A man who suffered a cardiac arrest at Alton Towers last week is now recovering thanks to the quick actions of passers-by and the theme park's own First Responder group. Carolyn Bointon talked to the group to find out more about the work they do.
WEST Midlands Ambulance Service was called by staff at Alton Towers at around 4.30pm on Wednesday after a man suffered a cardiac arrest within the theme park grounds.
A spokesman said: "The 41-year-old man was walking through the theme park with his family when he suddenly collapsed and went into cardiac arrest.
"A passing off-duty GP and ambulance technician quickly rushed to his aid, followed by a community first responder from Alton Towers who bought an automated external defibrillator from the medical centre.
"The team quickly commenced cardio pulmonary resuscitation, administering about eight cycles of chest compressions on the man.
"They used the defibrillator to deliver two shocks to the man's heart and successfully managed to restart his heart.
"When the first ambulance staff arrived, the man was breathing for himself and, when the air ambulance landed, he was sitting up and talking.
"The man was assessed by ambulance staff and given further treatment before he was airlifted to University Hospital North Staffordshire, where he was said to be in a stable condition upon arrival.
"This was an excellent example of how important it is to start cardio pulmonary resuscitation quickly in cardiac arrest cases.
"If it hadn't been for the bystanders and community first responders, ambulance staff commented that it was unlikely the man would have survived."
Community first responders (CFRs) are the volunteer forces of ambulance trusts up and down the country.
The Alton Towers community first responders have been providing support and assistance to West Midlands Ambulance Service (WMAS) for more than 10 years.
The responders are often the first on scene when an emergency 999 call is put through to WMAS and carry essential life-support equipment, including oxygen, nebulisers, pain relief and defibrillators.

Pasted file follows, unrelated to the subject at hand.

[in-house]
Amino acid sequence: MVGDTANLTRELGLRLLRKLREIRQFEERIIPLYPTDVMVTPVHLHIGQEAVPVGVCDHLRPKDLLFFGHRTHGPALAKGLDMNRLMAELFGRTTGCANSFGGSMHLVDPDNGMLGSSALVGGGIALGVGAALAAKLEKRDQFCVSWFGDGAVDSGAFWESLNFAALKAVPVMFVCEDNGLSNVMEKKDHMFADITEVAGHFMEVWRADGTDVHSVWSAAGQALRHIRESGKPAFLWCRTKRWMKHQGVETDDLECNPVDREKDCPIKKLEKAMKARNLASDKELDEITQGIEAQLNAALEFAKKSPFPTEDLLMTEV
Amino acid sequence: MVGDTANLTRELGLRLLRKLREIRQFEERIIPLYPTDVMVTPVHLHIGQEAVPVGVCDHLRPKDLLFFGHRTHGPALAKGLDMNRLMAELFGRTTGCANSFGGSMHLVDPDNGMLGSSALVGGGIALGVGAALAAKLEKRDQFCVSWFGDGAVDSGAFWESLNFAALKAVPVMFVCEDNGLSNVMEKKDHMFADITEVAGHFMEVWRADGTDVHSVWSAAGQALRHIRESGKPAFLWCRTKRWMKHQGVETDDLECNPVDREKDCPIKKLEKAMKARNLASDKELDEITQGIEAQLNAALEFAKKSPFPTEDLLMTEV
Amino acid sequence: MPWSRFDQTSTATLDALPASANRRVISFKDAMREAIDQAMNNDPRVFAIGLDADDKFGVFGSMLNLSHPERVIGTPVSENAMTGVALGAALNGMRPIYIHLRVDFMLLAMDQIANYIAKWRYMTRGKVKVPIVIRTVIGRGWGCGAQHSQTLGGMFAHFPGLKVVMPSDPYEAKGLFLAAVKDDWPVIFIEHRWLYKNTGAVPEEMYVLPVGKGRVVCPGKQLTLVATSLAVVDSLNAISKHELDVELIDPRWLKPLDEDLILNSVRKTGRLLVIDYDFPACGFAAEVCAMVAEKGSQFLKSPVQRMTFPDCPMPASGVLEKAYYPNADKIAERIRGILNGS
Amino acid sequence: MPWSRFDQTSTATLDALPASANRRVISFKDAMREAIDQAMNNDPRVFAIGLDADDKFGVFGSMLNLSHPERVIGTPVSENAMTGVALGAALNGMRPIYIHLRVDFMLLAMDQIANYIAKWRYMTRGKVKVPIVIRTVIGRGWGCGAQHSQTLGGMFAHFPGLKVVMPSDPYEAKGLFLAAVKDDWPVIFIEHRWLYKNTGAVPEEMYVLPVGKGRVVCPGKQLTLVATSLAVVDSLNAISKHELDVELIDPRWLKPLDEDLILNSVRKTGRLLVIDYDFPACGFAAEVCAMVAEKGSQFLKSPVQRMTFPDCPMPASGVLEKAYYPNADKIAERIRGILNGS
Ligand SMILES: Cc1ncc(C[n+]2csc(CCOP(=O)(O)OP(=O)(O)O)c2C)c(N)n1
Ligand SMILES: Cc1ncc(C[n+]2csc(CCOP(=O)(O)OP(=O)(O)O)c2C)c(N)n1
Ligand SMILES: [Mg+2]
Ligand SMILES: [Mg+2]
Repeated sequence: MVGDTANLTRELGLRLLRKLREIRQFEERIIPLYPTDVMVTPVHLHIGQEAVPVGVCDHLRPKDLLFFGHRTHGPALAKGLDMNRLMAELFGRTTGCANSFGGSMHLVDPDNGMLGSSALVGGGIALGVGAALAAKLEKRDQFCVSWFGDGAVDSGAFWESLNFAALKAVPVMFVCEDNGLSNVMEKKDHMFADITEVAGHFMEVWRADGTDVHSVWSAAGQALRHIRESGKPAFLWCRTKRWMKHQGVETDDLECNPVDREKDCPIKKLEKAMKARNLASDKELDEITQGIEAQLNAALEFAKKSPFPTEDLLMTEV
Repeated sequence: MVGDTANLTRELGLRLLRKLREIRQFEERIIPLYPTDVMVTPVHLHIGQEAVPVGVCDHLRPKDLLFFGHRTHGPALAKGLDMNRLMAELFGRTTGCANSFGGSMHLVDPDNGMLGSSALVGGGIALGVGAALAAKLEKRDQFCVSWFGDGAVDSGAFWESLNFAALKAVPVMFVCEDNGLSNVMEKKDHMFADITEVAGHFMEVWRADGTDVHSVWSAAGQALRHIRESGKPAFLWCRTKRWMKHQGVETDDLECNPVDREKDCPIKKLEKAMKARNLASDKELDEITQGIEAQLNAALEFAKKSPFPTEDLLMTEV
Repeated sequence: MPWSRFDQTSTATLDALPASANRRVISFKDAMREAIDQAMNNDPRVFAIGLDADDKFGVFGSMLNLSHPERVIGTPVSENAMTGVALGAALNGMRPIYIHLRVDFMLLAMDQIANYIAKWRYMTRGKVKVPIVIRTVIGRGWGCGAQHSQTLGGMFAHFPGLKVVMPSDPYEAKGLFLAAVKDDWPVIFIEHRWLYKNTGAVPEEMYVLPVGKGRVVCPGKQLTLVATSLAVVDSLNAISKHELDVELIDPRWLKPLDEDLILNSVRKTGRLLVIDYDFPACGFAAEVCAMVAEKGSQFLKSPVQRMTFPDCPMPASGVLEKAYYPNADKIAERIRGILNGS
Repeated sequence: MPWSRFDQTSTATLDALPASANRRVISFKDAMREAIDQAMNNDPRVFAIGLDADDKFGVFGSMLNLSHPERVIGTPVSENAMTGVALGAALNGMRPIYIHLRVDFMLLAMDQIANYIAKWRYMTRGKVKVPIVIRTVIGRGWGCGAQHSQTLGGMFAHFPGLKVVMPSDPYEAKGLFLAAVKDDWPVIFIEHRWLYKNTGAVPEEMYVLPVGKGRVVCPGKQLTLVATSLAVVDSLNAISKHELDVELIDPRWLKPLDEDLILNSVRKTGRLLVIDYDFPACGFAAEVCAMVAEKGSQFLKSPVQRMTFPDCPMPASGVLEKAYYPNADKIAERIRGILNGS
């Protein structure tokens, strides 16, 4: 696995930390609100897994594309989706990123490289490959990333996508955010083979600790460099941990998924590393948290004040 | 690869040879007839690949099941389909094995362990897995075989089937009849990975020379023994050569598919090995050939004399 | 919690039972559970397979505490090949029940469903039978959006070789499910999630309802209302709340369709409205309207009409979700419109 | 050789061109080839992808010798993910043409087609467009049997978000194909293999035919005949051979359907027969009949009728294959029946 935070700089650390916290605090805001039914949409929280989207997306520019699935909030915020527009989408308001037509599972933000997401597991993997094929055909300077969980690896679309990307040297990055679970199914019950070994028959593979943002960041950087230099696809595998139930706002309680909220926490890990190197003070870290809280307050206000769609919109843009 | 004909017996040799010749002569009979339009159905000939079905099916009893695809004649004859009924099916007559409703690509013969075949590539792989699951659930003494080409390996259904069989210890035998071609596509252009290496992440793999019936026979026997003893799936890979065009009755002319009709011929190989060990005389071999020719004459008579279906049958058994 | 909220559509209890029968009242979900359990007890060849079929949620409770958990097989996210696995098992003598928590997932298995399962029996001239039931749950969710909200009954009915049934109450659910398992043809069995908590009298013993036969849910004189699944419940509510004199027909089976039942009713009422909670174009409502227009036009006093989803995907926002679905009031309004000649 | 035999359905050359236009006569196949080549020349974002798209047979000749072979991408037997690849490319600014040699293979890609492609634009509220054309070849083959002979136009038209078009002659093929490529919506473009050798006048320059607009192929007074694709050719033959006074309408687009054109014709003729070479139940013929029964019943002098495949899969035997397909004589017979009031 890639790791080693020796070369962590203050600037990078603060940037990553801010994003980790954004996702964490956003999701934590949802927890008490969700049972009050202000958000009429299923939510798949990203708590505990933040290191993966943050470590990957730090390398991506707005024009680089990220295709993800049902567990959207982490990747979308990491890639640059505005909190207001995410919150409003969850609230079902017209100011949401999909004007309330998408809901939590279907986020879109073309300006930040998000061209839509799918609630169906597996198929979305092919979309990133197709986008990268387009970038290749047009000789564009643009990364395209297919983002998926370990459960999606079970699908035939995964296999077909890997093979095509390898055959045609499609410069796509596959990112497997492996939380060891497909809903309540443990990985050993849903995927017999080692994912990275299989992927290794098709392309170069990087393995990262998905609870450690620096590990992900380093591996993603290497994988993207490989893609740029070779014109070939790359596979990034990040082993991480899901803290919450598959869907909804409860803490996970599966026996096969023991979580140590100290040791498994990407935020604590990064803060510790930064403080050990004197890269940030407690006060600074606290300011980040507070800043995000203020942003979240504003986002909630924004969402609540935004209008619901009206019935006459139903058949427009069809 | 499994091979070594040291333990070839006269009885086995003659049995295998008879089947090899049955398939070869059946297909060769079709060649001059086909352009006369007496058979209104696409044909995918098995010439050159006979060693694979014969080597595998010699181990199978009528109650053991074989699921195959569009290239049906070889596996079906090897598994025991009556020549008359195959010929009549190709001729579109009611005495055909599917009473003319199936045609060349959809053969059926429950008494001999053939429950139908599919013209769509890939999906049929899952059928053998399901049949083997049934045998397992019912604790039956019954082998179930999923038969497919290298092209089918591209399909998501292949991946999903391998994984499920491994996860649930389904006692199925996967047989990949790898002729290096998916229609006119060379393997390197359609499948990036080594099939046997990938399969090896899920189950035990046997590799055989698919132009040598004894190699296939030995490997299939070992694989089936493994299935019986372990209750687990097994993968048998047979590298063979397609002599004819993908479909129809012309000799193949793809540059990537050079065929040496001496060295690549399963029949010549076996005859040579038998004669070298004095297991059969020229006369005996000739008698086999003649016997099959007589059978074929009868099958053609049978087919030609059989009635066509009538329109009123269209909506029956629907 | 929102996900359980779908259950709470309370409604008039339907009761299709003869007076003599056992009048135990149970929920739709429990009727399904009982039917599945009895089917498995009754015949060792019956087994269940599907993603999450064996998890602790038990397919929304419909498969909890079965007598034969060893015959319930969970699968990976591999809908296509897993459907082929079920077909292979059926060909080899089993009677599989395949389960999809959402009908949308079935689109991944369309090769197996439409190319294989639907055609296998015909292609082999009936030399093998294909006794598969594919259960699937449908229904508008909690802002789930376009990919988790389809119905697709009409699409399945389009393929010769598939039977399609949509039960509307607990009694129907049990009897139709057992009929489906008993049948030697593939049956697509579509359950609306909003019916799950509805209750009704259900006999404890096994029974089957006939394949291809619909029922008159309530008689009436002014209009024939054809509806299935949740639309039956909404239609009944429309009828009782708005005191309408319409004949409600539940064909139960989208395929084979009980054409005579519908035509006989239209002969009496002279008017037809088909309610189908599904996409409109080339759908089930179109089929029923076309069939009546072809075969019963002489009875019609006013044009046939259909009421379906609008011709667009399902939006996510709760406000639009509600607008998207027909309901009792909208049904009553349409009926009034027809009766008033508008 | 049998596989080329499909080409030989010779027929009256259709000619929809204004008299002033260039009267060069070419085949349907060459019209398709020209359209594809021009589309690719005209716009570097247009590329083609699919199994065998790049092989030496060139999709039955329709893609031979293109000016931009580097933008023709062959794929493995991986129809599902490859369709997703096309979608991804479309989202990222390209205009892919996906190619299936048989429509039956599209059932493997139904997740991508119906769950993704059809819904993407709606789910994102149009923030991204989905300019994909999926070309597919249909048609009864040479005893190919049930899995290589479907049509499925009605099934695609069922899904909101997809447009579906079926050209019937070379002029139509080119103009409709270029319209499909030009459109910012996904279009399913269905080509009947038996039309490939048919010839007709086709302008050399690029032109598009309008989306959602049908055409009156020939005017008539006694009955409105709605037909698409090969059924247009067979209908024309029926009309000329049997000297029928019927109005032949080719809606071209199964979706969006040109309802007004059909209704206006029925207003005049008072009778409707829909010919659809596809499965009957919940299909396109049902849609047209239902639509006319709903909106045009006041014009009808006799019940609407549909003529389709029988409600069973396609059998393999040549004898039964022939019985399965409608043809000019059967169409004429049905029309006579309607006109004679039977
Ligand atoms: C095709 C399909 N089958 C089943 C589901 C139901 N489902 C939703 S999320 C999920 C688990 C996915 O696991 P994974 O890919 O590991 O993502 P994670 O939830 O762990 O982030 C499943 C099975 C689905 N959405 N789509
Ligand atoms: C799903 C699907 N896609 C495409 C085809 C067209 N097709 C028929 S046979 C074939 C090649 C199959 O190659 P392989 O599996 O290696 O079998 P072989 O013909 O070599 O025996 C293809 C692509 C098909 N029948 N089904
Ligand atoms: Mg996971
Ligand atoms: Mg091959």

The group has 10 staff trained in essential life support skills and, between them, they offer 24/7 cover to the theme park resort and the surrounding area, including Alton, Farley, Oakamoor and Cotton.
Responders can be called to incident anywhere within 10 minutes' drive so they have even been as far as Denstone and Rocester.
Responders will generally be asked to attend emergencies such as suspected heart attacks, cardiac arrest, diabetes, fits, strokes, trauma and car crashes.
Many of the team also volunteer for other CFR groups in the area, including Mayfield and Fulford.
Sue Evans, medical team leader for the Alton Towers group, said: "One of the main reasons people get involved with CFR groups is simply to help their local community.
"Our team members talk about the challenges they face and the buzz they get out of creating calm out of chaos.
"They all have tremendous skills and the on-going training they receive from WMAS makes dealing with even traumatic situations less daunting – and the letters of thanks they get from those they help make it all worthwhile."
The group is committed to training members of the public in basic life support too.
Sue said: "The group members love getting out and about within the community to share their knowledge and skills and have recently been to Mayfield to show the children the ambulance vehicle and talk to them about what they could do if someone they know is taken ill.
"If nothing else, showing a child how to call for help is critical.
"There are around 60,000 out-of-hospital cardiac arrests in the UK every year.
"When someone goes into cardiac arrest every minute without CPR and defibrillation reduces their chances of survival by 10 per cent.
"The group offers free Heartstart courses, which teach basic life support skills including CPR to anyone over the age of 12, which are available for private groups, schools and businesses."
Community first responder groups are always interested in taking on new recruits and Sue said all of the team would recommend it. She said: "The skills responders learn are not just life-saving for the patients – they are potentially life-changing for the participants too, opening up new areas for further training and even career changes.
"We know we can rely on them to deliver exceptional care to the highest possible standard and we are proud to know that they are supporting our local community with such dedication."
Further information on becoming a community first responder is available online at the ambulance service website at www.wmas.nhs.uk/Pages/CFRs.aspx.